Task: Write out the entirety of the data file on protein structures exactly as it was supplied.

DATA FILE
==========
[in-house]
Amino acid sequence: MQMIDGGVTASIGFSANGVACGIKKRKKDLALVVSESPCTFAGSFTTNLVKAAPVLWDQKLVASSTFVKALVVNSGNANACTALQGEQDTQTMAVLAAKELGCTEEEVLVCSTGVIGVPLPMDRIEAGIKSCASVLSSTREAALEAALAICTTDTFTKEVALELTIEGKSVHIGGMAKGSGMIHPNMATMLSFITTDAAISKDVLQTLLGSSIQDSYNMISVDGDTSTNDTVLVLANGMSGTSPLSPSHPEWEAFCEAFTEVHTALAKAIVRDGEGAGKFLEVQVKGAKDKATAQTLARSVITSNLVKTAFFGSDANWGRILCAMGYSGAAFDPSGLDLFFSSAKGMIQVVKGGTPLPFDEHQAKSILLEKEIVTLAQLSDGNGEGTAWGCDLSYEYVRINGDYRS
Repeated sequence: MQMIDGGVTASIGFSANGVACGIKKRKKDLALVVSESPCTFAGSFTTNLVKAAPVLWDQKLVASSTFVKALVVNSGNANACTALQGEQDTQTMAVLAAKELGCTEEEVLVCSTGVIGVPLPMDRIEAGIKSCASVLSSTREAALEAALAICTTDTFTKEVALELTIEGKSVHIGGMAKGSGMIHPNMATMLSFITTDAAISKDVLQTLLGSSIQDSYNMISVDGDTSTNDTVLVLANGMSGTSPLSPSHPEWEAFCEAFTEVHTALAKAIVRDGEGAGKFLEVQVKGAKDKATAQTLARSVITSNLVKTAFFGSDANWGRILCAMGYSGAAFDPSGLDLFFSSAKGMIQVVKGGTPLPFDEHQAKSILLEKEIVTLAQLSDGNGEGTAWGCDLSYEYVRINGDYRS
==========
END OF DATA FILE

[in-house]
Amino acid sequence: MQMIDGGVTASIGFSANGVACGIKKRKKDLALVVSESPCTFAGSFTTNLVKAAPVLWDQKLVASSTFVKALVVNSGNANACTALQGEQDTQTMAVLAAKELGCTEEEVLVCSTGVIGVPLPMDRIEAGIKSCASVLSSTREAALEAALAICTTDTFTKEVALELTIEGKSVHIGGMAKGSGMIHPNMATMLSFITTDAAISKDVLQTLLGSSIQDSYNMISVDGDTSTNDTVLVLANGMSGTSPLSPSHPEWEAFCEAFTEVHTALAKAIVRDGEGAGKFLEVQVKGAKDKATAQTLARSVITSNLVKTAFFGSDANWGRILCAMGYSGAAFDPSGLDLFFSSAKGMIQVVKGGTPLPFDEHQAKSILLEKEIVTLAQLSDGNGEGTAWGCDLSYEYVRINGDYRS
Repeated sequence: MQMIDGGVTASIGFSANGVACGIKKRKKDLALVVSESPCTFAGSFTTNLVKAAPVLWDQKLVASSTFVKALVVNSGNANACTALQGEQDTQTMAVLAAKELGCTEEEVLVCSTGVIGVPLPMDRIEAGIKSCASVLSSTREAALEAALAICTTDTFTKEVALELTIEGKSVHIGGMAKGSGMIHPNMATMLSFITTDAAISKDVLQTLLGSSIQDSYNMISVDGDTSTNDTVLVLANGMSGTSPLSPSHPEWEAFCEAFTEVHTALAKAIVRDGEGAGKFLEVQVKGAKDKATAQTLARSVITSNLVKTAFFGSDANWGRILCAMGYSGAAFDPSGLDLFFSSAKGMIQVVKGGTPLPFDEHQAKSILLEKEIVTLAQLSDGNGEGTAWGCDLSYEYVRINGDYRS